It is not only literature and history that provide evidence of the fact that reputation has provenance, impact, and authority. A big business in reputation analysis is emerging. Reputation surveys have multiplied—from Fortune magazine’s Global Most Admired Companies to the annual Delahaye Best US Corporate Reputations Index. Newspaper and other media headline writers now regularly include reputation in print articles—in headlines as well as in the main body of the text. And reputation has become a major buzzword in corporate publications—not just in reports on corporate responsibility and sustainability, but in mainstream corporate annual reviews. There can be little doubt that corporate reputation is in the spotlight. But, despite all this attention, reputation is a term that is too often loosely applied and too often confused with media relations or corporate social responsibility.

Defining Reputation

When considering how to manage your reputation—as an individual or as a corporation—you first need to understand the concept of reputation as distinct from other, related concepts.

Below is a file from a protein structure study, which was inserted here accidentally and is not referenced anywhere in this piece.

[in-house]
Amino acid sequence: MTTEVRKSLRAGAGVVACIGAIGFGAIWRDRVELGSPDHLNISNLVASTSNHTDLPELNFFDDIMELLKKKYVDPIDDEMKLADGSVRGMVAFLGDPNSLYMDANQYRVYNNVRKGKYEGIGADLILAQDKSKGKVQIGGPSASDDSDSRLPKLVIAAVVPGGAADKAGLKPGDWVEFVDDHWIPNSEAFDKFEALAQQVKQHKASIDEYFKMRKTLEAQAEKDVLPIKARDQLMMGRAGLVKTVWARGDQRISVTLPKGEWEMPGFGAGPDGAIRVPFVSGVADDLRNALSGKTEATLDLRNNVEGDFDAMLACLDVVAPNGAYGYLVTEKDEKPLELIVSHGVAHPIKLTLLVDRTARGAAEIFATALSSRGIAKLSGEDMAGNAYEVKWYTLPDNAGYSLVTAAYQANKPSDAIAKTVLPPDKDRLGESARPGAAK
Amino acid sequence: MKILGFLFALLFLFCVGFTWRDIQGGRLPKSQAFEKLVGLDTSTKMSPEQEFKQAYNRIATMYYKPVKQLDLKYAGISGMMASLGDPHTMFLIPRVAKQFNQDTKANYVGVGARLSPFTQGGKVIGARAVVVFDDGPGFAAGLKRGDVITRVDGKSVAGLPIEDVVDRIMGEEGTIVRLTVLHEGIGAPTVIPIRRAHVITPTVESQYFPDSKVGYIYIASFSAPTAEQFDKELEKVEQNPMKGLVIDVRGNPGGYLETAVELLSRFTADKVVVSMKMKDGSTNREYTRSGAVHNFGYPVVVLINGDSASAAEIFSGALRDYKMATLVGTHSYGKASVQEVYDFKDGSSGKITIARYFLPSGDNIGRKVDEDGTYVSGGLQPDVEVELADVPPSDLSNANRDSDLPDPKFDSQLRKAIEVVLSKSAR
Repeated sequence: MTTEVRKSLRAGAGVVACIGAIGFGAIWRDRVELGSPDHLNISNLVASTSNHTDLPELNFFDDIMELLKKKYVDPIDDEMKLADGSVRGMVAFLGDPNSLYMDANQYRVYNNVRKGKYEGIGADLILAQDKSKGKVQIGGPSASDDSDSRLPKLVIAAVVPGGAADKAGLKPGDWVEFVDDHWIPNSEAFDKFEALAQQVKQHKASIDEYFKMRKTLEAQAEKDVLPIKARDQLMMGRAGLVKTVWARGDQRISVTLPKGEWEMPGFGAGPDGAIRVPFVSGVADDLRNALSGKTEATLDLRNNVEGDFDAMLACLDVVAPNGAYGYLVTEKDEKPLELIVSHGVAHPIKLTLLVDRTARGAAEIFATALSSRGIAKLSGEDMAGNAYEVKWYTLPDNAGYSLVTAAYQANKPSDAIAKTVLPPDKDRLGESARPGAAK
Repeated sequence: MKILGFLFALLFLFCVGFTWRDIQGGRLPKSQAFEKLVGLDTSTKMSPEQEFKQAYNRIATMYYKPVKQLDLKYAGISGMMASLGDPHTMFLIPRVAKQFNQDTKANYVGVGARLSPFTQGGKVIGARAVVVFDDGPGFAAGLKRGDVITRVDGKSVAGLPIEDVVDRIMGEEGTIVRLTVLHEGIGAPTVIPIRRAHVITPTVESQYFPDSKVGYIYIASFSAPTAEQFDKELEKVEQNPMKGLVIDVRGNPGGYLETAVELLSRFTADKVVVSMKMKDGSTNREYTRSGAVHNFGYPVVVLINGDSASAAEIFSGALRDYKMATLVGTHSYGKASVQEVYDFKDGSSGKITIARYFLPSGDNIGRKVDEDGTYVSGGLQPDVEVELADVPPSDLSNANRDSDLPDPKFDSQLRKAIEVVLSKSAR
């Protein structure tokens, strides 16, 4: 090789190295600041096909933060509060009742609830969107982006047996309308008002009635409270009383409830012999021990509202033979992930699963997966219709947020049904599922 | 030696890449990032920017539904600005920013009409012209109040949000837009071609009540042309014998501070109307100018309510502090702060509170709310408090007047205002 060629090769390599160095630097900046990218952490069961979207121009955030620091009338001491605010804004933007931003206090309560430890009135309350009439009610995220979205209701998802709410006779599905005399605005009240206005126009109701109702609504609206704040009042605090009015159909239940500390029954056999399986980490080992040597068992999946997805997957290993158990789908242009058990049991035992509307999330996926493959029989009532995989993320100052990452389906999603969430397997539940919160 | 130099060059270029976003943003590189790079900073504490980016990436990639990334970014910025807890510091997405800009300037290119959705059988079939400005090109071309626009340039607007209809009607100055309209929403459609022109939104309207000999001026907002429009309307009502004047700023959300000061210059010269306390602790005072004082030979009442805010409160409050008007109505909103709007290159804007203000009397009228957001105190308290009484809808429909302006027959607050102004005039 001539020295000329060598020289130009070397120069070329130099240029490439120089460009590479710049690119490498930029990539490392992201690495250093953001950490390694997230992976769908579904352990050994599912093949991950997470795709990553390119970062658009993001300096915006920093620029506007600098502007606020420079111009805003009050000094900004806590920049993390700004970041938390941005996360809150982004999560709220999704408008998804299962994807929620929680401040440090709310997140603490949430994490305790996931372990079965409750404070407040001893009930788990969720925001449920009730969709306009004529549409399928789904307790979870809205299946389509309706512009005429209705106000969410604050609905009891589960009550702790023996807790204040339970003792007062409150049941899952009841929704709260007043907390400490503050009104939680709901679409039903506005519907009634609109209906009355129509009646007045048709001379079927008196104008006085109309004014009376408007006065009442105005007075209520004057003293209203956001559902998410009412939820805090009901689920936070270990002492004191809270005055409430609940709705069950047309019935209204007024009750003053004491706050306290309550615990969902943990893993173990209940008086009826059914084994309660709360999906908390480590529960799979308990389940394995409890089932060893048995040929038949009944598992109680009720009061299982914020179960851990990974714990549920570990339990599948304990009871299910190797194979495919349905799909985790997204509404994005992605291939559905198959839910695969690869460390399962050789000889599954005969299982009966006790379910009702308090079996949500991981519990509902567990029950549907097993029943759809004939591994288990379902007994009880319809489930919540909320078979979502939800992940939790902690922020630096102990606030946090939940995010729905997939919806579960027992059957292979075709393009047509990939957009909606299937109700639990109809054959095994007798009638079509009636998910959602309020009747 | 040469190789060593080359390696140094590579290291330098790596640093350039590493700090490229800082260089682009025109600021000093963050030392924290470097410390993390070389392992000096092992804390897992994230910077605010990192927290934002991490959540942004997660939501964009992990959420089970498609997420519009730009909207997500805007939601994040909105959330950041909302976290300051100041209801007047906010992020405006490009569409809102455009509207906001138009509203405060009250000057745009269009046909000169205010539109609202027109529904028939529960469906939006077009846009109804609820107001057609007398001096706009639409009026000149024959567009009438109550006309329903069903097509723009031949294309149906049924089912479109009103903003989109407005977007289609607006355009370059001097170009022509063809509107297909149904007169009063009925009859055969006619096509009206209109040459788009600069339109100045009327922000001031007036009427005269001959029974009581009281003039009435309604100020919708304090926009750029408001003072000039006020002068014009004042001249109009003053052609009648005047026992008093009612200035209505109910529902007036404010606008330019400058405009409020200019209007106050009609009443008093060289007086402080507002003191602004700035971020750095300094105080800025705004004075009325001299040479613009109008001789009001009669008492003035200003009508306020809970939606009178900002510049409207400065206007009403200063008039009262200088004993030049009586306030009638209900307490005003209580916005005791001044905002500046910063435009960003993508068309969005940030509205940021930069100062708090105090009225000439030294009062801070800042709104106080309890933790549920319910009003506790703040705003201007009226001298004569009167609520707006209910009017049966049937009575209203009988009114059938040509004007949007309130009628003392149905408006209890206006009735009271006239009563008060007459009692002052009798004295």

Consider the following series of questions: Is reputation the same as image? Or brand? What about identity or legitimacy? Or status?

Scholars and practitioners disagree about many of these concepts, but on one point there is almost universal agreement. Reputation consists of perceptions—whether true or false—held by others about you. Extending this further, it seems reasonable to agree with economists who frame reputation as expectations about a firm’s future behavior or performance based on perceptions of past behavior or performance. Taking this as our starting-point, it becomes clear how reputation differs from some of the concepts mentioned above.

In one sense, image is similar to reputation. If you take image to be an impression of a company at a point in time, then it is perception-based. But it tends only to relate to snapshots of a corporation at any given moment. The corporate brand, by contrast, tends to relate to what the corporation wants to be and how it tends to differentiate itself from competitors, rather than what it is actually seen as being. Corporate brands—the brand of a corporation rather than its products—are also created to a greater extent by management action than by external perception. Take some of the United Kingdom’s major banks—their corporate brands are going to reflect to a great extent the advertising that defines them. The black horse for Lloyds TSB, the blue eagle for Barclays.